Fake Diamonds (Moissonite) - February

GIA Diamond Report - March

AGS and Other Diamond Certificates - April

Colored Stone Certificates - May

Damaged Jewelry: Don't Pay for Nature's Mistakes - June

The Case of the "Self-Healing" Emerald - July

Mysterious Disappearance: Case of the Missing Opals - August

The Discount Mirage - September

What Can You Learn from Salvage? - October

Gaining from Partial Loss - November

Year in Review - December

2001

Colored Diamonds - January

Good as Gold - February

Disclose Gem Treatments - March

FTC Jewelry Guidelines - April

Myths Part I: Each Piece is Unique - May

Myths Part II: Myths, Lies, & Half-Truths - June

New Trend: Old Cut Stones - October

The Appraisal Process - November

Year in Review - December

2000

Deceptive Pricing - January

Gems - Natural or Manmade - February

Jeweler/Appraisal Credentials - March

Fracture Filling - April

Salvage Jewelery - May

Gem Treatments - June

Don't Ask/Don't Tell - A Buying Nightmare - July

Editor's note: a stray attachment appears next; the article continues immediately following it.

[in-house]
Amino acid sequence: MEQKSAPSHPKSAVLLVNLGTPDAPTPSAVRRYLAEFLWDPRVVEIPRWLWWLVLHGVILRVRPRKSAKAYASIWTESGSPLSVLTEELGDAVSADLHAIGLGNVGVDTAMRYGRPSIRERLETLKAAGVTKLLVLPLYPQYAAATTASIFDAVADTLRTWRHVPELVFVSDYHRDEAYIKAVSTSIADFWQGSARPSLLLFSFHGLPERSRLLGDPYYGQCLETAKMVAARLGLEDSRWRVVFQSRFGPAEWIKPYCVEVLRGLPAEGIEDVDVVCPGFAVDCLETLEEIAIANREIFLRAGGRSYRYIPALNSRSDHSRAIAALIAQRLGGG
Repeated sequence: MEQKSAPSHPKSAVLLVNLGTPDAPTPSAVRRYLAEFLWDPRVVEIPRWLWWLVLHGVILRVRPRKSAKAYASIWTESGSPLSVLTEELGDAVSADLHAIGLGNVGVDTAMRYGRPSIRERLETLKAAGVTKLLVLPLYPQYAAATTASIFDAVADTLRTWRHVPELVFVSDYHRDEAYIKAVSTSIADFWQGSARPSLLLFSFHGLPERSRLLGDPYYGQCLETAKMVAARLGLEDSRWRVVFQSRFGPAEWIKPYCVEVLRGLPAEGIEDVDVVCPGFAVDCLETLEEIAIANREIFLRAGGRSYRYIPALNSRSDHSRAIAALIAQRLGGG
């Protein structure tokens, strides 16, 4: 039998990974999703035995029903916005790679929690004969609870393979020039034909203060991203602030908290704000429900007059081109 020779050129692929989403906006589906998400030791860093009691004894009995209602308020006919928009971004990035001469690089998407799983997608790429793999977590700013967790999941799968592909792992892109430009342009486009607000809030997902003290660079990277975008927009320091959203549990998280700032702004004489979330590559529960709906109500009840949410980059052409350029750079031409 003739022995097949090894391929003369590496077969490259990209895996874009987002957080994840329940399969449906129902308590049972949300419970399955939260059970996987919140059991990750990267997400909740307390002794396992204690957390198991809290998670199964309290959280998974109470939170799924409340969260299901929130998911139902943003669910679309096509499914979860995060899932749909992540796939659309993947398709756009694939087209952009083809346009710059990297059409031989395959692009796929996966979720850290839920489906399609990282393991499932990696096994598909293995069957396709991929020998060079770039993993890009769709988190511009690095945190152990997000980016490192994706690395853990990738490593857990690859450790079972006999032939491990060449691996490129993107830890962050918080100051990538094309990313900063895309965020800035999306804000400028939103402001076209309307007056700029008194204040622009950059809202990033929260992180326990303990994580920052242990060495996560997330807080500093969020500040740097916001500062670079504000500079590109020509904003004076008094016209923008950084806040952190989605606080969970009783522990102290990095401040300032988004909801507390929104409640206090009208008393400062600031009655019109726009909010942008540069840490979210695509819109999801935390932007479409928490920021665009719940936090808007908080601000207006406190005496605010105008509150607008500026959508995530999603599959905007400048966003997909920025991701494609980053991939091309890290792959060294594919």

Laser Drilling of Diamonds - August

Jeweler Ethics or the Lack Thereof - September

Gem Scam - October

The Truth about Clarity Grading - November

Year in Review - December

 

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Emeralds—And What They Include

Emerald is one of the most popular gemstones and has been for centuries. Emerald is also very likely to include non-gem material in the stone. What those inclusions mean depends on who’s looking—gemologist, consumer, seller or insurer.

Gemologist’s View

Over the millennia of its growth, emerald meets with other minerals and with various geological conditions, each of which leaves distinctive traces in the gem material. Under high magnification, these traces of non-gem material and subterranean events appear as colorful striations, needles, or fibrous lines. They may look like water bubbles frozen in the stone. There seem to be cracks, fissures, splashes and shapes of all kinds. Inclusions in emerald sometimes look so much like rich foliage that gemologists refer to them as a “garden.”